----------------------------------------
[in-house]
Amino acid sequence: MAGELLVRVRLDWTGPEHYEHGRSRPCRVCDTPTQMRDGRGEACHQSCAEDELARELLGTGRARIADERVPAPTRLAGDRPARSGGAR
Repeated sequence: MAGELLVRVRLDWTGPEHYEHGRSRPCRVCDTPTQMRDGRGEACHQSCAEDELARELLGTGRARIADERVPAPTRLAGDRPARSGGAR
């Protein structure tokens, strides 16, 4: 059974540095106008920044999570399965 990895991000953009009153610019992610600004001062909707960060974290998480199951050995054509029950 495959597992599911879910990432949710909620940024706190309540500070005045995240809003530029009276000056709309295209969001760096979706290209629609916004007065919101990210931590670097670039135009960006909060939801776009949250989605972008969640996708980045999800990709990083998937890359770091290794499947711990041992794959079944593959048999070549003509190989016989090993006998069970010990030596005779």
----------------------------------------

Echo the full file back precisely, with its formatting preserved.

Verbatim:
[in-house]
Amino acid sequence: MAGELLVRVRLDWTGPEHYEHGRSRPCRVCDTPTQMRDGRGEACHQSCAEDELARELLGTGRARIADERVPAPTRLAGDRPARSGGAR
Repeated sequence: MAGELLVRVRLDWTGPEHYEHGRSRPCRVCDTPTQMRDGRGEACHQSCAEDELARELLGTGRARIADERVPAPTRLAGDRPARSGGAR
């Protein structure tokens, strides 16, 4: 059974540095106008920044999570399965 990895991000953009009153610019992610600004001062909707960060974290998480199951050995054509029950 495959597992599911879910990432949710909620940024706190309540500070005045995240809003530029009276000056709309295209969001760096979706290209629609916004007065919101990210931590670097670039135009960006909060939801776009949250989605972008969640996708980045999800990709990083998937890359770091290794499947711990041992794959079944593959048999070549003509190989016989090993006998069970010990030596005779």